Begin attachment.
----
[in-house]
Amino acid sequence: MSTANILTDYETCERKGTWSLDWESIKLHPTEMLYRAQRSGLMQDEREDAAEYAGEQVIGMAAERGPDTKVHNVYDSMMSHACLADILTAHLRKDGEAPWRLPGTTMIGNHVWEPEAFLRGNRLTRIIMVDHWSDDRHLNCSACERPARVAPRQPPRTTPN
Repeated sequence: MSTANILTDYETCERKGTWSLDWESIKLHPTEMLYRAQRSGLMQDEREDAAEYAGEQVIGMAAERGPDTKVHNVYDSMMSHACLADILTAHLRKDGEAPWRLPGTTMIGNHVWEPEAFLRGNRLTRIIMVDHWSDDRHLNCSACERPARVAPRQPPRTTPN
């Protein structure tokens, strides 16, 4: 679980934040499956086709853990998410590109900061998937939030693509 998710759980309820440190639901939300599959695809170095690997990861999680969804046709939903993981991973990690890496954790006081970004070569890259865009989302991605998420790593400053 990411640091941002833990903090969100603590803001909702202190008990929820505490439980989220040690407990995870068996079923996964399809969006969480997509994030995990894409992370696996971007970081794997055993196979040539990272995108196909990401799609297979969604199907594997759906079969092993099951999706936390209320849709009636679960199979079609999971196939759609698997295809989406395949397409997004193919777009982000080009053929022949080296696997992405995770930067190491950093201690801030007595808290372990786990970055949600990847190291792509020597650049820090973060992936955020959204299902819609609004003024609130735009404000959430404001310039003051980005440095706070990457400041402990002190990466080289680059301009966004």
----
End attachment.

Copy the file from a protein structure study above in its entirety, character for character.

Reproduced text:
[in-house]
Amino acid sequence: MSTANILTDYETCERKGTWSLDWESIKLHPTEMLYRAQRSGLMQDEREDAAEYAGEQVIGMAAERGPDTKVHNVYDSMMSHACLADILTAHLRKDGEAPWRLPGTTMIGNHVWEPEAFLRGNRLTRIIMVDHWSDDRHLNCSACERPARVAPRQPPRTTPN
Repeated sequence: MSTANILTDYETCERKGTWSLDWESIKLHPTEMLYRAQRSGLMQDEREDAAEYAGEQVIGMAAERGPDTKVHNVYDSMMSHACLADILTAHLRKDGEAPWRLPGTTMIGNHVWEPEAFLRGNRLTRIIMVDHWSDDRHLNCSACERPARVAPRQPPRTTPN
């Protein structure tokens, strides 16, 4: 679980934040499956086709853990998410590109900061998937939030693509 998710759980309820440190639901939300599959695809170095690997990861999680969804046709939903993981991973990690890496954790006081970004070569890259865009989302991605998420790593400053 990411640091941002833990903090969100603590803001909702202190008990929820505490439980989220040690407990995870068996079923996964399809969006969480997509994030995990894409992370696996971007970081794997055993196979040539990272995108196909990401799609297979969604199907594997759906079969092993099951999706936390209320849709009636679960199979079609999971196939759609698997295809989406395949397409997004193919777009982000080009053929022949080296696997992405995770930067190491950093201690801030007595808290372990786990970055949600990847190291792509020597650049820090973060992936955020959204299902819609609004003024609130735009404000959430404001310039003051980005440095706070990457400041402990002190990466080289680059301009966004």